The process of solving the problem may mirror the process mathematicians engage when discovering a solution to a theoretical question. I only felt a sense of courage and confidence about solving the problem once I solved the problem myself. The steps, the feelings, the success, the stress, and finding the answer, all might be transferable to problem-solving in general. If we expect citizens in our democracy to make decisions and solve essential life problems, then how do we use the curriculum to engage students in problems that provide them with the experiences we want them to have for the classroom and life.
The content lends itself to real-world examples, such as a mail delivery route or creating a public transportation system, where students could use mathematical language and thinking. Students could discuss the number of paths to get from one location to another, and in the discussion use mathematical language and reasoning.
For example, I spent almost every day, in Budapest, using the public transportation system. With Budapest’s system, you can purchase a 7-day pass for 4950 forints (approximately $17.00) and travel anywhere on Budapest’s public transportation system. One day, to figure out how to get around Margaret Island, I kept on taking the bus back and forth on the Island. What a great way to make your very own tourist style HOP ON, HOP OFF. For a while, I kept on seeing the same bus driver following his route. He never said anything each time I showed the pass.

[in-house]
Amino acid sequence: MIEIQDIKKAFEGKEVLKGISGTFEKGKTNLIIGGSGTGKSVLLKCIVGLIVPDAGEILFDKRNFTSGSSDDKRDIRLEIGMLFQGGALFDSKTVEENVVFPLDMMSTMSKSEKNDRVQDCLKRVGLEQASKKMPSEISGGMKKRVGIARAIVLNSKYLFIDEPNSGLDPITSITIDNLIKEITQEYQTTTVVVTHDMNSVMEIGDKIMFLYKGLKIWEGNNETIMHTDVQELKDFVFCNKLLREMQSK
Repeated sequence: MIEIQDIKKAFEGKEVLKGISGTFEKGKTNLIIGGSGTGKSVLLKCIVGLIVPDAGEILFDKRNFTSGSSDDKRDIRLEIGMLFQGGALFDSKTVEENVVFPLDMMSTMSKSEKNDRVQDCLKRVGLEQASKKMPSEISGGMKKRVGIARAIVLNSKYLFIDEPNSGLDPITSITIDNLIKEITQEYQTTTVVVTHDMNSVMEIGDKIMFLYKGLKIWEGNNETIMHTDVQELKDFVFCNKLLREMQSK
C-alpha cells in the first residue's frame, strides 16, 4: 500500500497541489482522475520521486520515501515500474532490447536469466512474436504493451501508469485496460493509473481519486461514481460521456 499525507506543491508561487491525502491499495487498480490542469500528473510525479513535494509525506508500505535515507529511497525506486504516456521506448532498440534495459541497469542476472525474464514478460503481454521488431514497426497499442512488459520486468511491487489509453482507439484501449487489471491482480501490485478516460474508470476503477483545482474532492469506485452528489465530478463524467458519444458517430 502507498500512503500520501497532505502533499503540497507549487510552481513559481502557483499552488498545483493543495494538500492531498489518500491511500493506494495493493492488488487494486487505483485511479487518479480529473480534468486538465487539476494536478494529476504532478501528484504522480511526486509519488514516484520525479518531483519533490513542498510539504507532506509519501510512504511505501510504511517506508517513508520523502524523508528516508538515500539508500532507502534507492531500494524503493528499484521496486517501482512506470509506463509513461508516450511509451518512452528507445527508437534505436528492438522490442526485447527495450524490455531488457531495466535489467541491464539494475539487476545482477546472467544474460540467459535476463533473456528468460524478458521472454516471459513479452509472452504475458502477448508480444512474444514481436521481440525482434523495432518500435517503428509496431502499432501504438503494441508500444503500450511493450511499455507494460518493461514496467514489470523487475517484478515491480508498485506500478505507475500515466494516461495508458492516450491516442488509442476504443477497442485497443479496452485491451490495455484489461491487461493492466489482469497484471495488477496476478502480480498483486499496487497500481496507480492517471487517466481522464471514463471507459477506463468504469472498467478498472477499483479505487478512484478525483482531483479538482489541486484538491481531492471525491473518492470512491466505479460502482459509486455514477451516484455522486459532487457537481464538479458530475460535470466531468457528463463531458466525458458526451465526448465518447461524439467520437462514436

I used the public transportation system for all the school’s visits. Each of the journeys included some combination of walking, biking, trams, buses, or subway. (I never took a taxi in Budapest.) By far, my favorite mode of transit was the tram. Tram’s con, next to the electricity and run even during rainstorms. Often when I used my GPS on my mobile phone, multiple routes were provided. My technology allowed me to remember Euler.